T-Mobile USA might lag behind AT&T, Verizon Wireless and Sprint as the fourth-largest carrier in the United States, with an 11 percent share of the market, but that isn’t deterring the company from completely overhauling the way it does business. With new chief executive John Legere at the helm, alongside recently appointed marketing chief Michael Sievert, T-Mobile is looking to make a splash in the wireless industry with an entirely new approach.
A few days ago, the mobile provider announced the second phase of its “Uncarrier” initiative, highlighted by the introduction of the Jump smartphone upgrade program for new and existing subscribers. In a nutshell, the program allows for customers to upgrade their smartphones up to two times per year after an initial six month waiting period. If you signed up in January, for instance, you could upgrade your handset twice — and whenever you want — between July and December.
The main objective for T-Mobile is to solve the so-called “pain points” that make customers so hesitant of carriers: contracts, complex rate plans, expensive upfront payments for devices and the inability to upgrade smartphones without waiting at least a two-year term. So T-Mobile scrapped contracts and simplified its pricing tiers in phase one of Uncarrier, and now offers a seamless and affordable method for customers looking to upgrade to the latest and greatest smartphone.
It’s that simple.
While the Uncarrier initiative hasn’t necessarily yielded instant returns for T-Mobile, the move is part of a larger picture for the Deutsche Telekom subsidiary. In a recent television interview with Bloomberg, Legere sounded optimistic in saying there are a significant number of smartphone users on competing carriers — namely AT&T and Verizon — that are becoming increasingly interested in switching to T-Mobile, but are stuck on long-term service agreements.
“In this industry now, the switching pool is extremely important,” said Legere. “And of the potential switchers, they said they’re likely to switch to 9% Sprint, 10% AT&T, 19% Verizon [and] 26% T-Mobile. So what we’re doing is not only working with our current results, but it suggests that there is a large pool of people stuck in those contracts that are planning on coming. Now that they’ve seen Jump, they’re coming even more.”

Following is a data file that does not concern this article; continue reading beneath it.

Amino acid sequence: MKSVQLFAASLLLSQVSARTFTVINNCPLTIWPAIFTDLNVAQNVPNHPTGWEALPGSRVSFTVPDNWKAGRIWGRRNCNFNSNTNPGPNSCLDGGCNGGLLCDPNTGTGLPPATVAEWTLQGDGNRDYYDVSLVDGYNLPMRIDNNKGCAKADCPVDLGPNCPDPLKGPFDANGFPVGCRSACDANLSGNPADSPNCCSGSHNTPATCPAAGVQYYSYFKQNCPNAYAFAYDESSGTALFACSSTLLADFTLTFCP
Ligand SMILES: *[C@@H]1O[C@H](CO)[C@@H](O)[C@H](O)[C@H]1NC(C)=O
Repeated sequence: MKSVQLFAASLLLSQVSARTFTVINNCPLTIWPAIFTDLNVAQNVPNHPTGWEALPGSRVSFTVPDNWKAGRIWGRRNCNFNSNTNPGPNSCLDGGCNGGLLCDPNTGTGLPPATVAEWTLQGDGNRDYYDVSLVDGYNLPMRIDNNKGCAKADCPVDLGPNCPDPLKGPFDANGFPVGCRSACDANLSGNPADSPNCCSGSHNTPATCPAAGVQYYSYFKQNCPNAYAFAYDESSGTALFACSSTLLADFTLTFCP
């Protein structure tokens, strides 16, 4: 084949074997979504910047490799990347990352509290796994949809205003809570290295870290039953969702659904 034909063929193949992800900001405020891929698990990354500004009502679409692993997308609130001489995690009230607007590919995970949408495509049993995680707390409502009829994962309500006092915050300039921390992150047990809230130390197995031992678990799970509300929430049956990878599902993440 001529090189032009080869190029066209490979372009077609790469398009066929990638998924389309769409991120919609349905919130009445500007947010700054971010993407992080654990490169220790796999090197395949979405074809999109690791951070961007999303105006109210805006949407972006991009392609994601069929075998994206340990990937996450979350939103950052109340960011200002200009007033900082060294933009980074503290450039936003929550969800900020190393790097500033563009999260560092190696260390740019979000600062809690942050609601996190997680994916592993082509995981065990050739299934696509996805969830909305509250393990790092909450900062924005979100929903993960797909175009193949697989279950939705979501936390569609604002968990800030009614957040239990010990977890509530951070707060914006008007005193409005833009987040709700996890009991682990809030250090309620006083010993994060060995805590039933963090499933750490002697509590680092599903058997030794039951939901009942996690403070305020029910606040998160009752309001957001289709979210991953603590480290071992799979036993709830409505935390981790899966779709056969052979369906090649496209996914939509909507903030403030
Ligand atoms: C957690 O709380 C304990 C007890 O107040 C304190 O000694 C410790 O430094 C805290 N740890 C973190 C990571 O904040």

T-Mobile still has a long road ahead of it, as it attempts to eliminate the negative connotations that surround the carrier. The company is still criticized for its poor customer service experience, which ranks fourth among major U.S. carriers, and lack of network coverage in several areas. T-Mobile is making strides in at least one of those areas, however, announcing that it has expanded its 4G LTE network to 157 million people across 116 metro markets in the United States.
The John Legere that was on stage earlier this week at T-Mobile’s press conference was a straight-shooting, no-beating-around-the-bush executive. He answered all questions without holding back, and seemed truly excited about his company’s plans. If T-Mobile continues to be as transparent as the CEO is, and places customers at the forefront of its operations, I think we’ll be hearing a lot of good things about the magenta-flavored carrier in the months and years ahead.
Will you be making the switch to T-Mobile?